Global Organization and Proposed Megataxonomy of the Virus World

Interesting paper on a sort of bird’s eye view of virus evolution across the history of life, and an attempt to come up with a system of viral taxonomy encompassing all viruses.

The Ultimate Network Architecture of the Virus World
The final question that we must address here is whether evolutionary connections across the entire virus world exist that would make the megataxon “Viruses” a legitimate concept. As discussed above, some major groups of viruses, for example, the two realms of dsDNA viruses, do not share an ancestry. Yet the matter is not unambiguous. Indeed, three simple protein domains that are present in multiple (super-)VHGs, namely, (i) the RNA recognition motif (RRM) that forms the cores of all virus polymerases; (ii) the jelly roll, the core domain of SJR- and DJR-MCPs; and (iii) S3H, the replicative helicase of diverse viruses, link the majority of the viruses in all BCs and in three of the four proposed realms (Fig. 12) (80). Thus, underneath the vastly different evolutionary histories and the polyphyly of viruses, fundamental structural and evolutionary unity likely harkens back to the primordial pool of genetic elements. In particular, primordial RNA replicons, including reverse-transcribing replicons akin to extant group II introns, were the likely ancestors of the realm Riboviria (80).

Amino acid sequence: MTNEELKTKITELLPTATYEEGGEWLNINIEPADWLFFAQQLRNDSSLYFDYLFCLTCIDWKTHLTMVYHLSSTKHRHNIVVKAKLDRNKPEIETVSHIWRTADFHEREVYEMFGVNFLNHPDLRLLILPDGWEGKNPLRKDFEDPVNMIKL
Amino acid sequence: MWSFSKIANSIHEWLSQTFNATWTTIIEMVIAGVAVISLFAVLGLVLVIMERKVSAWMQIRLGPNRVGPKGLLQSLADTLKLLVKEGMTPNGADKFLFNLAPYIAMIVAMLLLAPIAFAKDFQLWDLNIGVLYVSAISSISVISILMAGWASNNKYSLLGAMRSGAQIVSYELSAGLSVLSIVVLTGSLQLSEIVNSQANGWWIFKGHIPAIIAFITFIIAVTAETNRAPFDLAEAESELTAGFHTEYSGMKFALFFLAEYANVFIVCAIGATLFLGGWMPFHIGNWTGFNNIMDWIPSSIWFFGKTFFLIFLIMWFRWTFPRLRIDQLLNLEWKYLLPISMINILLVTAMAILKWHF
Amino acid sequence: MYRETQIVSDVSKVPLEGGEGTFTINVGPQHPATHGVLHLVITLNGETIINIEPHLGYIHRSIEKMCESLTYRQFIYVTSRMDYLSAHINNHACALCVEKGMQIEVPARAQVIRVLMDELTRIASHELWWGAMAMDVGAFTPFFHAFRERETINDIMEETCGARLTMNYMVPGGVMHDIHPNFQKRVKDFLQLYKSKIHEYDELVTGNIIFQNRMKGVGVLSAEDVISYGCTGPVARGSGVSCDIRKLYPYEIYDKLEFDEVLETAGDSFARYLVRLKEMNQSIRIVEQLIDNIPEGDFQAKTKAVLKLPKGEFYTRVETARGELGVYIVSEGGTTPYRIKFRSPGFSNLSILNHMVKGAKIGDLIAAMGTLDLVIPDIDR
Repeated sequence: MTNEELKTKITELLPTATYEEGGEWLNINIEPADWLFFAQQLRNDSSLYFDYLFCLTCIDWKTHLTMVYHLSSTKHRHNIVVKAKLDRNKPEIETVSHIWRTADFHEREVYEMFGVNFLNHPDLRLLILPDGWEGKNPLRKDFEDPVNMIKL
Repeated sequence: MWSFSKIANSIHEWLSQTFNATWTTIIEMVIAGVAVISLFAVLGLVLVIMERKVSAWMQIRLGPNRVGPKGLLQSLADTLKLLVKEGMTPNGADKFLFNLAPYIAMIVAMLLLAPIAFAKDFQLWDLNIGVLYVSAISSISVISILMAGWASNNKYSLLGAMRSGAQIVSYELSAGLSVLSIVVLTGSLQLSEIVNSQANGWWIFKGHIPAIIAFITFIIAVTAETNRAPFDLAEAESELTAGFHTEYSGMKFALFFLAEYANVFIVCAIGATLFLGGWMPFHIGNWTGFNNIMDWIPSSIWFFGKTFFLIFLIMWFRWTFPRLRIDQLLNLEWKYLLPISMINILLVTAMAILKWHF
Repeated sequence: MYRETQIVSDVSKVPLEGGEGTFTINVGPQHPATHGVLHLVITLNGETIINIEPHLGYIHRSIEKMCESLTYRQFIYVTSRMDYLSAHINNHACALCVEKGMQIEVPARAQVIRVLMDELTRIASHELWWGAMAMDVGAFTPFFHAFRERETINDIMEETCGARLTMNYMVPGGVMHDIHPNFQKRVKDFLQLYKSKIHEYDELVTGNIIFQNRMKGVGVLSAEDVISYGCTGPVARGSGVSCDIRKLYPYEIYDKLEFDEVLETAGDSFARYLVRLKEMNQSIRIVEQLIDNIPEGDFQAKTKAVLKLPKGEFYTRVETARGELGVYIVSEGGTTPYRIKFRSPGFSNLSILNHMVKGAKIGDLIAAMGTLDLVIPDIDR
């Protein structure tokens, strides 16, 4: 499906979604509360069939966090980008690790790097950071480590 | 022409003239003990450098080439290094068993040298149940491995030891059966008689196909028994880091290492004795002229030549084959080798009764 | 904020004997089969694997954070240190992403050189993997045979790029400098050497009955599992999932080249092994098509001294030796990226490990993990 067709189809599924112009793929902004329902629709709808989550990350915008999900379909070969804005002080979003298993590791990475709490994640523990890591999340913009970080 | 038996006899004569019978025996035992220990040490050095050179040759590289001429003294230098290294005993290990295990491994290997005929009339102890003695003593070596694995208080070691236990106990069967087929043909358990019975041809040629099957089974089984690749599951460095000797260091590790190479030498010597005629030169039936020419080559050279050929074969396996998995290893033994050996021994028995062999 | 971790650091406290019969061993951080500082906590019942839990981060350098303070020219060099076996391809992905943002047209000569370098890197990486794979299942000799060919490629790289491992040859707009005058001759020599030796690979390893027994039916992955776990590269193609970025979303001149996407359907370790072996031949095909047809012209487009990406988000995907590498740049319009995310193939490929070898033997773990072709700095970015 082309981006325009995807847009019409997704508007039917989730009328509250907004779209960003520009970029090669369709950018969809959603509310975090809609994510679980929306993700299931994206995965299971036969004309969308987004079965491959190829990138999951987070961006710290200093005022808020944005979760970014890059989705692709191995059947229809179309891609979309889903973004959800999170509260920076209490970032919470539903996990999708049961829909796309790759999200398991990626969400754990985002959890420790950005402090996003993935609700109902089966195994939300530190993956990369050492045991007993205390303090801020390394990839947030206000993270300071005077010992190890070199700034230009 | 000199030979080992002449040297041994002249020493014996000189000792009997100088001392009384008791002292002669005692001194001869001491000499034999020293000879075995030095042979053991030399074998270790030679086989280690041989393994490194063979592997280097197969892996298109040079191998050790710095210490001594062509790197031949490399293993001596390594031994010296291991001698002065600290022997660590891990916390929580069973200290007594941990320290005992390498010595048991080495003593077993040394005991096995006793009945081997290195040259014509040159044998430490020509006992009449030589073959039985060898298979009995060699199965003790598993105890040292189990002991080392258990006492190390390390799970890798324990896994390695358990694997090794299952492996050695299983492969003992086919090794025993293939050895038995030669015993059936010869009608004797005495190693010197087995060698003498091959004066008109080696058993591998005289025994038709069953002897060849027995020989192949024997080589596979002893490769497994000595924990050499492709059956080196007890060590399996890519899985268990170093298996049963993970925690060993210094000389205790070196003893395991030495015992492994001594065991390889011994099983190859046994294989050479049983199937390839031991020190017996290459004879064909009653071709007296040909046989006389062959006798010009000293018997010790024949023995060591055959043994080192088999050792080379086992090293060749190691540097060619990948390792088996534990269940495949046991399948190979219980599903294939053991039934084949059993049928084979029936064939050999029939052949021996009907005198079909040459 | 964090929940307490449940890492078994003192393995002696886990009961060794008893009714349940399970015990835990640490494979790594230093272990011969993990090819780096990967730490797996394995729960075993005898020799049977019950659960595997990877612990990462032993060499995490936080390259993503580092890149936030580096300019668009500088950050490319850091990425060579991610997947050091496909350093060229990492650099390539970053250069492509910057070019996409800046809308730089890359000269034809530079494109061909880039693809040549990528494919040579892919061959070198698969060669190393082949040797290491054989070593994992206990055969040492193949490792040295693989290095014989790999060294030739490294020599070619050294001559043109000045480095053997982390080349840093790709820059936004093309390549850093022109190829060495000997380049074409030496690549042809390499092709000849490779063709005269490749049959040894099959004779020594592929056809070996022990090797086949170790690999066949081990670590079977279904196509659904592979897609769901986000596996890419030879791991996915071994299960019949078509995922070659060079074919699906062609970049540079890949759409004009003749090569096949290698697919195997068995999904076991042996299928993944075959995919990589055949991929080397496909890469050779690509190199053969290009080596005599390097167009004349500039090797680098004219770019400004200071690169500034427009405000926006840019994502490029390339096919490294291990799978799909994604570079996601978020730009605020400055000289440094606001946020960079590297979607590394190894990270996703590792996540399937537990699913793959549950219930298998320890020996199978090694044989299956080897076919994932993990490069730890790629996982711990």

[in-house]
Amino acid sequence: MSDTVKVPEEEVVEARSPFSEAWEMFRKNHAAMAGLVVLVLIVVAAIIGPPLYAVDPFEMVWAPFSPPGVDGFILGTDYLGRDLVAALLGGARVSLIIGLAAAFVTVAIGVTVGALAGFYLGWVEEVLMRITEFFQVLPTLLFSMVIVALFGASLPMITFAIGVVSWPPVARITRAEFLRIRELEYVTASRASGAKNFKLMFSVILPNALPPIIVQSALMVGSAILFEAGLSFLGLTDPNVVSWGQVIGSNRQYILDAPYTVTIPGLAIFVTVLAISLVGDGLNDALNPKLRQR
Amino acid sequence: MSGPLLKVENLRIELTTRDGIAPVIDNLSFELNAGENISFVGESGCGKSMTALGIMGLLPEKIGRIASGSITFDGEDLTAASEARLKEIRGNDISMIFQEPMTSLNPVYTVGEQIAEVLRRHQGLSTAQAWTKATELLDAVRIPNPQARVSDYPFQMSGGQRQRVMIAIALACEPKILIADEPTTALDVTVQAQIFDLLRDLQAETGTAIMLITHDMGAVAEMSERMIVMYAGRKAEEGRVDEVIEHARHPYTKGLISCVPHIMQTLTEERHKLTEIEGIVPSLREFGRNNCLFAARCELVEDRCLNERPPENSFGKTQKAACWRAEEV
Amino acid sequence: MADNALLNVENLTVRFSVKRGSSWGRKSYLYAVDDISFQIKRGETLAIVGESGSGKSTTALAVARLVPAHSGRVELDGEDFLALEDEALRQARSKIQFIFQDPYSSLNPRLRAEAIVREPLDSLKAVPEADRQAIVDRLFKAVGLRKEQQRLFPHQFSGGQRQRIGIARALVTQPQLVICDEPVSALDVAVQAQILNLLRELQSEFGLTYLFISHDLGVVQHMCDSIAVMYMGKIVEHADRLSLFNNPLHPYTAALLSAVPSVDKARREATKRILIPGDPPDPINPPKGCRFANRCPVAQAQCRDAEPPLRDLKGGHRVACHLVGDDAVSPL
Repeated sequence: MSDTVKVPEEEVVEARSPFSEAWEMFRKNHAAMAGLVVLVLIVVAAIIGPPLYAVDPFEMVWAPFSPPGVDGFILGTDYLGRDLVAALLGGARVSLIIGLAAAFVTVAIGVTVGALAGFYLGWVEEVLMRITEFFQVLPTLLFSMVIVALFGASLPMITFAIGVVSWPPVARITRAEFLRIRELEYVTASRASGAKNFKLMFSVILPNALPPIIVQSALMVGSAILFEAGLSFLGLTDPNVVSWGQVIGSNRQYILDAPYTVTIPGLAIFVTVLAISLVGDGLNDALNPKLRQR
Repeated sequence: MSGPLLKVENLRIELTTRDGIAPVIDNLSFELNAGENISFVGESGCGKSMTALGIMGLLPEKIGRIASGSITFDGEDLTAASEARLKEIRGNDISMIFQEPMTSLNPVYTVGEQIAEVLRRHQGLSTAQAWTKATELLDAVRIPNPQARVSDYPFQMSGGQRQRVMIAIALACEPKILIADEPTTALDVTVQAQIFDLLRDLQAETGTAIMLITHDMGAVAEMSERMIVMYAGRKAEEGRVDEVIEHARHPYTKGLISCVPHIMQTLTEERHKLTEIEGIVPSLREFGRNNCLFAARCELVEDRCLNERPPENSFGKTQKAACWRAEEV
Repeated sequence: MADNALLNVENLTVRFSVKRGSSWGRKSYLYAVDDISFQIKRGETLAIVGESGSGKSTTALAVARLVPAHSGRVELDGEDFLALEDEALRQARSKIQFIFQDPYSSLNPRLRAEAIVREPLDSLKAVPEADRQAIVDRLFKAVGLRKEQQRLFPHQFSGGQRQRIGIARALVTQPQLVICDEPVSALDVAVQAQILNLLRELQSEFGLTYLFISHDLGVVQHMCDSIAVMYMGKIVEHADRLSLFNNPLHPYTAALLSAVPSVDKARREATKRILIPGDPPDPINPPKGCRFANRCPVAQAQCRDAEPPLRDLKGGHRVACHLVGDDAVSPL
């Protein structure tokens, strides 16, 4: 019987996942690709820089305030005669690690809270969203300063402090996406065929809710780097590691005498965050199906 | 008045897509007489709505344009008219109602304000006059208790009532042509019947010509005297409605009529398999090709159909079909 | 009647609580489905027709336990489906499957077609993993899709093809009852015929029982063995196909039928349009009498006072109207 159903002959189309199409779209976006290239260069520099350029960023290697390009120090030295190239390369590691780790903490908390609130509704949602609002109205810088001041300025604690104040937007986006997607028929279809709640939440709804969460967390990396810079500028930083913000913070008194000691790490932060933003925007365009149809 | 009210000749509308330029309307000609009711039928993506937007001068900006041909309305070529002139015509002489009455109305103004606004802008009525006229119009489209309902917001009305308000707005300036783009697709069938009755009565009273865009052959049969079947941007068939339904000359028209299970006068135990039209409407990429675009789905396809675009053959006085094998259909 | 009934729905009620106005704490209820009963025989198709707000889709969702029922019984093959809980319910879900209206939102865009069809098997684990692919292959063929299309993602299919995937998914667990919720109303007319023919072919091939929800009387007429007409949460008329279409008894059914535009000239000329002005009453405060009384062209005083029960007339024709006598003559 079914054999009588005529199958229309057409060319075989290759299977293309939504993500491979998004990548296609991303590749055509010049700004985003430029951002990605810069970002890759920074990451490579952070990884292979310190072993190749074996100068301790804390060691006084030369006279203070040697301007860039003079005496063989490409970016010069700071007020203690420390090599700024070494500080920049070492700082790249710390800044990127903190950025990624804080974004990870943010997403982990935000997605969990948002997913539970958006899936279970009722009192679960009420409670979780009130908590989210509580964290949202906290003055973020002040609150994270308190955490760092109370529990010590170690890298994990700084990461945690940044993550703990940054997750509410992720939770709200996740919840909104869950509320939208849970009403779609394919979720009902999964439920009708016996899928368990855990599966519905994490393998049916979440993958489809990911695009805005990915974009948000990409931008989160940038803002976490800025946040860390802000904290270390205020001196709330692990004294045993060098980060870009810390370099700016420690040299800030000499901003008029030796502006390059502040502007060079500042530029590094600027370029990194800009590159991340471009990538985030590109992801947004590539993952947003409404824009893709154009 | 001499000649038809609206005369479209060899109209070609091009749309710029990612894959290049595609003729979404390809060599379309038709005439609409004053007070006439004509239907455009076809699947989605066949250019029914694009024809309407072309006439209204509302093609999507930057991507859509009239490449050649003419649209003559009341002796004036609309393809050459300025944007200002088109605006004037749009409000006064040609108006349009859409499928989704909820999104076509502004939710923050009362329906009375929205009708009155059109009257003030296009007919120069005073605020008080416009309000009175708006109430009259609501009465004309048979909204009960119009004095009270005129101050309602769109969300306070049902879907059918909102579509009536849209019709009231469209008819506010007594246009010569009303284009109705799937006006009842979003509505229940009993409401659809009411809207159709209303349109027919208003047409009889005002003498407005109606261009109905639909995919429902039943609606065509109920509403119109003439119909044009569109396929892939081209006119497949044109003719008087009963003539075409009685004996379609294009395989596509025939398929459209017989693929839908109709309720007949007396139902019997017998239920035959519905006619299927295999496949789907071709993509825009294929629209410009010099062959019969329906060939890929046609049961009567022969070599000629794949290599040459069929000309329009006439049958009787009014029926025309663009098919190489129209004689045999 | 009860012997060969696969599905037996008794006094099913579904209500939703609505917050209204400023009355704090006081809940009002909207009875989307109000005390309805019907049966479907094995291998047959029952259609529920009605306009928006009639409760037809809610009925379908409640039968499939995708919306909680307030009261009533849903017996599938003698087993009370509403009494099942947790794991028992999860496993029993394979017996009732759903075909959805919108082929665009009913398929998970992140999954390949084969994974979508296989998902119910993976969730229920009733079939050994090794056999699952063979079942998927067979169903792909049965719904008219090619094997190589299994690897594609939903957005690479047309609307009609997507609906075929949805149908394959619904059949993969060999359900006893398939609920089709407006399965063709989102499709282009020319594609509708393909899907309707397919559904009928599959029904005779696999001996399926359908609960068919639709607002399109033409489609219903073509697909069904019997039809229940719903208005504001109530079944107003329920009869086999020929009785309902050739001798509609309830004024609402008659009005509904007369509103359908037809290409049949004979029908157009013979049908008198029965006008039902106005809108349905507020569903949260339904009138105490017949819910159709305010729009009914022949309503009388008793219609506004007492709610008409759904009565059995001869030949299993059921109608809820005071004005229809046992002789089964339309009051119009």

Edited link, should be free access to full article now.

Edit2: It seems the publisher has taken the article off free access now.


I’m not sure about this thesis. Aren’t some viruses of independent origins, from non viral starting points with a common origin?

I suppose they call it “polyphyletic”, but how does that produce a mega taxonomy?

Yes, they say as much.

Taxonomy essentially just refers to classification. So a classification of viruses, even if different viruses arose independently, would still amount to a “taxonomy” of viruses.

As they explain in the part I quoted above, they think the category “Viruses” is a legitimate concept because, as even though all viruses don’t share common ancestry and some clades appear to have originated independently from cellular life at different times, they still have a handfold of shared protein domains that define and link them together.

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